John Aubrey rated Dobson 'the most excellent painter that England has yet bred', and the art historian Ellis Waterhouse labelled him 'the most distinguished purely British painter before Hogarth'. Today his number one fan is the redoubtable Waldemar Januszcsak, who has called Dobson 'the first British born genius, the first truly dazzling English painter'. He surely deserves to be better known, to emerge from under the gigantic shadow of Van Dyck. Maybe there were other English painters of the period who deserve to be better known? Perhaps, under Charles I, there was a golden age of English painting running in parallel with the golden age of English church monuments (as celebrated in this book)?
  Be that as it may, several other Tate paintings caught my eye, including another from the 17th century (later, though) – a Portrait of a Young Girl by Mary Beale, a very successful portraitist. This intimate informal study is unfinished, but none the worse – and perhaps rather the better – for that.

  A painting I felt sure I'd never seen before was The Room in Which Shakespeare Was Born by Henry Wallis, he of The Death of Chatterton fame. The minute detail, fresh colour, sharp light and closeness of observation in this little picture is quite astonishing.

 And then there were two, very different examples of a sub-genre for which I'm always a sucker – Dieppe pictures: a view of the Café des Tribunaux by Sickert, one of his best in that line

and Ben Nicholson's Auberge de la Sole Dieppoise, a semi-abstract piece featuring Barbara Hepworth's face reflected in the window of a Dieppe eaterie –

(And here, not from the Tate's collection, is an image of the Auberge de la Sole Dieppoise in its heyday. The building now houses an estate agent's offices.)

Friday, 22 November 2019

A Tate Caption

Yesterday I took a stroll around the gallery we must now call Tate Britain. The walls of the Duveen Galleries are at present covered with school photographs (Steve McQueen's 'Year 3' project), which somehow failed to pique my interest, so I strode briskly past and turned left into the permanent collection. I always enjoy wandering around these galleries, revisiting old favourites and seeing what else might catch my eye.
 An old favourite – or rather two old favourites – that I would place high in my list of top Tate paintings are George Stubbs's Haymakers and Reapers, a pair of beautifully balanced, perfectly composed (iconic even) representations of two seasons of the English farming year. I love the colours, so delicately and luminously handled, the landscape settings and the paradoxical sense of calm and repose in these scenes of agricultural labour. The figures (including, of course, the horses and the dog) are beautifully drawn and perfectly placed. I'd say they are two of the finest, and most English, of English paintings. But enough of me – here, in its entirely, is the Tate Britain caption:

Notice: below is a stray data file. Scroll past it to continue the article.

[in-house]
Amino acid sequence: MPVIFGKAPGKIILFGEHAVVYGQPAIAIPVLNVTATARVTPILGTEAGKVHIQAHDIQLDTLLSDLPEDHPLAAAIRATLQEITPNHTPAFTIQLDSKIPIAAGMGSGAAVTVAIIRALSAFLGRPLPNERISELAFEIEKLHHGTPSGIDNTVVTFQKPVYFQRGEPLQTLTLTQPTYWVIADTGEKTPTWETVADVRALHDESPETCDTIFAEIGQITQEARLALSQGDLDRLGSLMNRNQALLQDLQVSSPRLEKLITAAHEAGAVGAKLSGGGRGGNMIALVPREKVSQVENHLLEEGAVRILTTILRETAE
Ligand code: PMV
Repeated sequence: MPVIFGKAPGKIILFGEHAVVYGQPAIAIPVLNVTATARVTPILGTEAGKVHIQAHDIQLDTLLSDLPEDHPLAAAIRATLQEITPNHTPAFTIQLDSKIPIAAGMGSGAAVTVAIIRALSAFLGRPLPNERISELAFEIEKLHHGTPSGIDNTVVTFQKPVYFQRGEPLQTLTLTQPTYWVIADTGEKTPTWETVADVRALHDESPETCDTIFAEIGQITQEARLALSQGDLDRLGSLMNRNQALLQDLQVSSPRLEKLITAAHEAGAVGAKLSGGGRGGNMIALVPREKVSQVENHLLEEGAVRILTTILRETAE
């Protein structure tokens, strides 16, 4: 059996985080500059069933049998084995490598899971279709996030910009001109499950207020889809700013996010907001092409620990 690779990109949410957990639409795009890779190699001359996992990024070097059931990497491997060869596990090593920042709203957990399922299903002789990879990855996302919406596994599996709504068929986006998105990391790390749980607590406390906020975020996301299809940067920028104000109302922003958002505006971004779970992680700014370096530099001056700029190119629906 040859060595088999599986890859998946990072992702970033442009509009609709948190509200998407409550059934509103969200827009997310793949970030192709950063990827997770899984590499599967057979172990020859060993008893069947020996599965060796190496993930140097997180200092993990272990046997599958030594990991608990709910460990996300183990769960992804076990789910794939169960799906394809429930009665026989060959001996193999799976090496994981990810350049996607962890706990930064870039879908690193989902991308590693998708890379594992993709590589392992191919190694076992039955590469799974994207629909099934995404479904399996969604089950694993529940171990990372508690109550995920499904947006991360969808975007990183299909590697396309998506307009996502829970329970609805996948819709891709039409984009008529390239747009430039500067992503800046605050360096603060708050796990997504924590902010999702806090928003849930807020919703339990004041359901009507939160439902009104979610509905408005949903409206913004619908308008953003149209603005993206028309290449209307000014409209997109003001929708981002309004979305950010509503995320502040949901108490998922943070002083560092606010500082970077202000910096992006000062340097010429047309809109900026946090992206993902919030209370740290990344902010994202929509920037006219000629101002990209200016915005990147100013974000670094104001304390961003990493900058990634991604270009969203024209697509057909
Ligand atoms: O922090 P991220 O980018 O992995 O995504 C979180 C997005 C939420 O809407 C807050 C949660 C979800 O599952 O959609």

'As a depiction of labour, this picture [The Reapers] is greatly idealised. The workers are spotlessly clean despite their drudgery. The church in the distance, and the farm manager on the horse to the right, serve as reminders of spiritual and social authority. Stubbs's picture can be seen as a celebration of the order and nobility of rural life, in tune with the concern with efficiency shown by agricultural writers of the time like Arthur Young. Alternatively, you may think that his picture robs these workers of their individuality and denies the harsh realities of work for sentimental effect.'
 Really sells it, doesn't it? The subtext seems to be: put on your Marxist spectacles before you go near these paintings, then move smartly along. Nothing to see here. 

Hail, Bright Cecilia

It's St Cecilia's Day today.
This calls for some music –


and this, from John Dryden – A Song for St Cecilia's Day, 1687

Stanza 1 
From harmony, from Heav'nly harmony 
               This universal frame began. 
       When Nature underneath a heap 
               Of jarring atoms lay, 
       And could not heave her head, 
The tuneful voice was heard from high, 
               Arise ye more than dead. 
Then cold, and hot, and moist, and dry, 
       In order to their stations leap, 
               And music's pow'r obey. 
From harmony, from Heav'nly harmony 
               This universal frame began: 
               From harmony to harmony 
Through all the compass of the notes it ran, 
       The diapason closing full in man. 

Stanza 2 
What passion cannot music raise and quell! 
                When Jubal struck the corded shell, 
         His list'ning brethren stood around 
         And wond'ring, on their faces fell 
         To worship that celestial sound: 
Less than a god they thought there could not dwell 
                Within the hollow of that shell 
                That spoke so sweetly and so well. 
What passion cannot music raise and quell! 

Stanza 3 
         The trumpet's loud clangor 
                Excites us to arms 
         With shrill notes of anger 
                        And mortal alarms. 
         The double double double beat 
                Of the thund'ring drum 
         Cries, hark the foes come; 
Charge, charge, 'tis too late to retreat. 

Stanza 4 
         The soft complaining flute 
         In dying notes discovers 
         The woes of hopeless lovers, 
Whose dirge is whisper'd by the warbling lute. 

Stanza 5 
         Sharp violins proclaim 
Their jealous pangs, and desperation, 
Fury, frantic indignation, 
Depth of pains and height of passion, 
         For the fair, disdainful dame. 

Stanza 6 
But oh! what art can teach 
         What human voice can reach 
The sacred organ's praise? 
Notes inspiring holy love, 
Notes that wing their Heav'nly ways 
         To mend the choirs above. 

Stanza 7 
Orpheus could lead the savage race; 
And trees unrooted left their place; 
                Sequacious of the lyre: